Editor’s note: The Friday Times was given this information by a whistleblower, a worker at NESPAK, who requested anonymity. A copy of the complaint filed against the accused is available with TFT.
A case of workplace harassment was filed against a senior male employee of Pakistan’s leading engineering consultancy firm recently. Although the accused was declared guilty, he continues to exercise authority and supervise vulnerable female colleagues – while the victim faces a severe backlash for filing a complaint against her boss.
I came to know about a sexual predator soon after joining the country’s leading engineering consultancy organisation in Pakistan. Rumours were that many female employees resigned from the office because of his ill-mannered behaviour with his male and female colleagues. I dismissed them like many others.
But a recent incident convinced me otherwise, of rampant sexual misconduct and of laws and rules broken by powerful men in the engineering firm.
The National Engineering Services (Pvt.) Limited (Nespak), an engineering consultancy firm, was established in 1973. It operates in Pakistan and abroad. The company has a well-written code of conduct and a harassment committee which comprises two men and only one woman to maintain an inclusive and healthy workplace. For the safety of the employees, CCTV cameras are installed to cover almost every corner of the building.
In March 2022, a senior female employee, who has been working at Nespak since 2010, filed a written complaint against her head of the department. She complained that her boss would call her in his private office unnecessarily, make undue demands, and touch her inappropriately — and in exchange offer her a permanent position at Nespak.
She complained that her boss would call her in his private office unnecessarily, make undue demands, and touch her inappropriately — and in exchange offer her a permanent position at work.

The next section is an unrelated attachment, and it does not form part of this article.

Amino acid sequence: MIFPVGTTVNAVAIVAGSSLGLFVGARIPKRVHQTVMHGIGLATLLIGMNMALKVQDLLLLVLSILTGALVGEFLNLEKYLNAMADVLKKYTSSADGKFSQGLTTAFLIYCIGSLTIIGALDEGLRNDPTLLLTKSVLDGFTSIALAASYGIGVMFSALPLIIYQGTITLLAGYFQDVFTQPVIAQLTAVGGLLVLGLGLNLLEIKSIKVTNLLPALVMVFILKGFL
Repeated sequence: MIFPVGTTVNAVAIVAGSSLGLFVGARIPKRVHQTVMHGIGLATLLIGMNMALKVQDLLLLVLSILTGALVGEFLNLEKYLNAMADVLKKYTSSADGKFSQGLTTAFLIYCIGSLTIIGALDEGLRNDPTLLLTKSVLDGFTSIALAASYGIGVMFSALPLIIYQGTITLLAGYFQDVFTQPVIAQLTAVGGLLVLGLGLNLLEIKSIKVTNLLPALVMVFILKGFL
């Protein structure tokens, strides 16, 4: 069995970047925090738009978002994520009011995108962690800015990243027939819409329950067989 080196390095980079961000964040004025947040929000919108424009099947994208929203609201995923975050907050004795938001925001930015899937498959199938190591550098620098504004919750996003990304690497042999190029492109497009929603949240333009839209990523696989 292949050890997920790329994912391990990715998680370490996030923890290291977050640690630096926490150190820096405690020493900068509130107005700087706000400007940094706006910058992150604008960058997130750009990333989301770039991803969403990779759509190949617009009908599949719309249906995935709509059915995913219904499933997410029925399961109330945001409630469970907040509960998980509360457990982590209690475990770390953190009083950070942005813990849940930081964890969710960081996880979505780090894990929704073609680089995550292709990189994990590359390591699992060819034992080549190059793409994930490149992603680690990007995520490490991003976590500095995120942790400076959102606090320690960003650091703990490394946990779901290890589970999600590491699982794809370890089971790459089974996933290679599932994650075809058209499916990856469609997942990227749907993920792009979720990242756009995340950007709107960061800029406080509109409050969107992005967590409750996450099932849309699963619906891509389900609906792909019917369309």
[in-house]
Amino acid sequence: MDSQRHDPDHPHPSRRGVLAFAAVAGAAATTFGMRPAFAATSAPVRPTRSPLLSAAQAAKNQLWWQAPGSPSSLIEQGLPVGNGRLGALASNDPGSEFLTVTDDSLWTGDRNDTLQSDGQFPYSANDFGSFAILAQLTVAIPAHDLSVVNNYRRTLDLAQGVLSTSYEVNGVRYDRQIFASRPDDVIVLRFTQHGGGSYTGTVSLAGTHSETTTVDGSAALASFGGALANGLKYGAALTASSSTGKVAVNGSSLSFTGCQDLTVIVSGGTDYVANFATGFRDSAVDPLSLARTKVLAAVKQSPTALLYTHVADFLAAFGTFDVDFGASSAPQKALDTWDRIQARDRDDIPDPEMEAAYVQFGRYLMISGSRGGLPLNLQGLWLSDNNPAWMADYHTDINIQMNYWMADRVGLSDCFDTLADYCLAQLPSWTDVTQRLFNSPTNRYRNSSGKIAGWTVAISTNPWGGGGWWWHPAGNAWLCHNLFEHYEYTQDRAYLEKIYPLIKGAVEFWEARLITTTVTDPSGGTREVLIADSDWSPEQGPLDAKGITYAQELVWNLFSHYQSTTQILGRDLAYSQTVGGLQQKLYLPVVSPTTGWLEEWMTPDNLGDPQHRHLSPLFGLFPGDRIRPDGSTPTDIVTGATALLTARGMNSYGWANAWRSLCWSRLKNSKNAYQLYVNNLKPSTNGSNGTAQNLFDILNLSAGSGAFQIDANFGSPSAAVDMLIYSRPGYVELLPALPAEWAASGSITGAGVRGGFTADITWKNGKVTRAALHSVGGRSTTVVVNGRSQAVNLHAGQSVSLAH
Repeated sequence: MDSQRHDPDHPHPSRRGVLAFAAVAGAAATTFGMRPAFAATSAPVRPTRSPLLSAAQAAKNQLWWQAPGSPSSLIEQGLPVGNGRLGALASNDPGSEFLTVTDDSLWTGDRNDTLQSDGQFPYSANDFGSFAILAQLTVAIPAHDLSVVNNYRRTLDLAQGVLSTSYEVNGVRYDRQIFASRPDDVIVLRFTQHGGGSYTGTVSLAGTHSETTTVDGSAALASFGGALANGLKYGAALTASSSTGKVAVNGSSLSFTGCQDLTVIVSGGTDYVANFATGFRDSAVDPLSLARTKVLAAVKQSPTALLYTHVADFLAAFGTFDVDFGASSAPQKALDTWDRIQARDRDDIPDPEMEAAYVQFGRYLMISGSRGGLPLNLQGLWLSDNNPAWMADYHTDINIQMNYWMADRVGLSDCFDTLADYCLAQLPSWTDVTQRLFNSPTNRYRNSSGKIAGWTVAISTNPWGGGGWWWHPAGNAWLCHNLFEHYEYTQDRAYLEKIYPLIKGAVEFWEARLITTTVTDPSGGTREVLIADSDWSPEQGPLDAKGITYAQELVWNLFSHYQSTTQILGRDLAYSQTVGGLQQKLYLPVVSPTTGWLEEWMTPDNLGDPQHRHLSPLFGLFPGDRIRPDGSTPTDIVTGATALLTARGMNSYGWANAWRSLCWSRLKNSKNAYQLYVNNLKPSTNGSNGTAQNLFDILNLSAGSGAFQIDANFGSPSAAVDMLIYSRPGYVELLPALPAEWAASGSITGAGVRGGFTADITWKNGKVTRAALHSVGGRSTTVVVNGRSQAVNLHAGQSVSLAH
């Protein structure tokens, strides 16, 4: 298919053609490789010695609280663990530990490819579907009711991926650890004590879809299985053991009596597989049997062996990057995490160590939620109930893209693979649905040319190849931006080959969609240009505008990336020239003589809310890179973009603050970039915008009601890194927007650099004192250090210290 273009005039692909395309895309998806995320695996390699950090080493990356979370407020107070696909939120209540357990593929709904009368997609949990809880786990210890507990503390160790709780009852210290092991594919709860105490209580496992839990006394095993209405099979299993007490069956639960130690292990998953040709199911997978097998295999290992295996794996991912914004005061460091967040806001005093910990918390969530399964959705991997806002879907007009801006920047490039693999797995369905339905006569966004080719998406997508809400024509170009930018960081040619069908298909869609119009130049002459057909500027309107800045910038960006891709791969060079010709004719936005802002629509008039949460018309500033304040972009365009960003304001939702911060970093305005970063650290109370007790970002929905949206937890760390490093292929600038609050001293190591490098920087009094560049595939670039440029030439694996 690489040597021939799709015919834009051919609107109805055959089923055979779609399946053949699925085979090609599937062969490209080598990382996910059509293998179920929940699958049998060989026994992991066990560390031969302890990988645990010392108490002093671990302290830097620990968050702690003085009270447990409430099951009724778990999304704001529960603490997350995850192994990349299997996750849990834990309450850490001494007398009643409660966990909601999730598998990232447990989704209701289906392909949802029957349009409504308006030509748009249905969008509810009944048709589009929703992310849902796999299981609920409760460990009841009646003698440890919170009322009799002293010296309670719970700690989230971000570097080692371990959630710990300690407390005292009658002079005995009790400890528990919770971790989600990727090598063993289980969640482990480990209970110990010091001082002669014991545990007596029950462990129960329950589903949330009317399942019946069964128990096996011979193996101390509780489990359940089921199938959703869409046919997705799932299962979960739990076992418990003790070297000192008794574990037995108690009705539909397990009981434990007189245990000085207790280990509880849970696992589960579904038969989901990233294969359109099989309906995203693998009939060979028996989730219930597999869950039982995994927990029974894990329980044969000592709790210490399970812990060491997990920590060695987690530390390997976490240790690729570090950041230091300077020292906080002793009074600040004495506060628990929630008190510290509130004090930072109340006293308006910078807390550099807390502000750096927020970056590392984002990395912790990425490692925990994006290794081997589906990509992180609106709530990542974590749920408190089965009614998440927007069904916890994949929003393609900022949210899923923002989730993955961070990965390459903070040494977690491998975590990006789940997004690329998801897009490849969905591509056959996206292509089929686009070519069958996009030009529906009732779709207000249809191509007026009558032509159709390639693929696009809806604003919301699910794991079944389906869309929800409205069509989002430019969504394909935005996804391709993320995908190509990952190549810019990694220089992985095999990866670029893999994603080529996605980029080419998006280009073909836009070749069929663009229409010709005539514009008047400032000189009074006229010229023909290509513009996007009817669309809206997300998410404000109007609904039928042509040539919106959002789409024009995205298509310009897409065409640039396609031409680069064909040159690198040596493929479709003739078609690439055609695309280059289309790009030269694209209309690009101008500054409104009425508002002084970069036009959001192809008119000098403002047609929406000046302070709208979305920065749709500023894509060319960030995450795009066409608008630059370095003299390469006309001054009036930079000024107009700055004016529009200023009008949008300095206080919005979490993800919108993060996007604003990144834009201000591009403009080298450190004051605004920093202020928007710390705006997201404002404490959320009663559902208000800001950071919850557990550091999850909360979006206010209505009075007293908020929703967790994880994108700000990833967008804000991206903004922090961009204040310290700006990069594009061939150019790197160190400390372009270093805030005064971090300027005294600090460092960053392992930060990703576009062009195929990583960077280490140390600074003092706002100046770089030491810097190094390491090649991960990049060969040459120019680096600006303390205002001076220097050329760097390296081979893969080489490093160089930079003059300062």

As a contract employee and a mother of three children, she ignored these advances initially. Later, the woman submitted evidences, such as Whatsapp screenshots of his messages to her, medical certificates to prove that the situation was causing stress to her as proof to the harassment committee of Nespak. The Nespak management pressurised the victim to withdraw the complaint.
As per the Nespak’s harassment policy, the committee should have decided the case in a month. However, it was unable to give the verdict in the prescribed time period.
The woman thereafter filed a complaint with a federal ombudsperson on March 30, 2022. After receiving a notice from the ombudsperson, cross questioning of the victim and the accused, and recording statements by other employees, the accused was found guilty of sexual harassment. He was penalised under the Harassment of Women at the Workplace Act on May 18, 2022. He was demoted to a lower rank with a one-year ban on his interaction with women and a counselor was proposed to him for his mental mentoring.
Although workplace harassment laws set the right precedent, it failed to secure her career. On March 28, 2022, the victim was transferred from her department to another department and building, which is not related to her expertise. She is presently waiting to be transferred back to her original post. The victim and witnesses are facing a backlash from Nespak officials for apparently damaging the reputation of the “esteemed” organisation.
NESPAK representatives did not respond to TFT’s repeated requests for comment.
Despite the ruling, the alleged harasser continues to hold a powerful position in the organisation, and is leading a team that includes women as well. He is expected to also write the annual progress reports of his female colleagues who stood in solidarity with the victim.
On January 21, 2022, the Protection Against Harassment of Women at the Workplace (Amendment) Act, 2022, was notified and officially enacted into law by the government of Pakistan. The new amendments removed the weak links in the earlier version of the law — Protection Against Harassment of Women at the Workplace Act, 2010. They strengthened and widened the scope of the law. But to who’s benefit?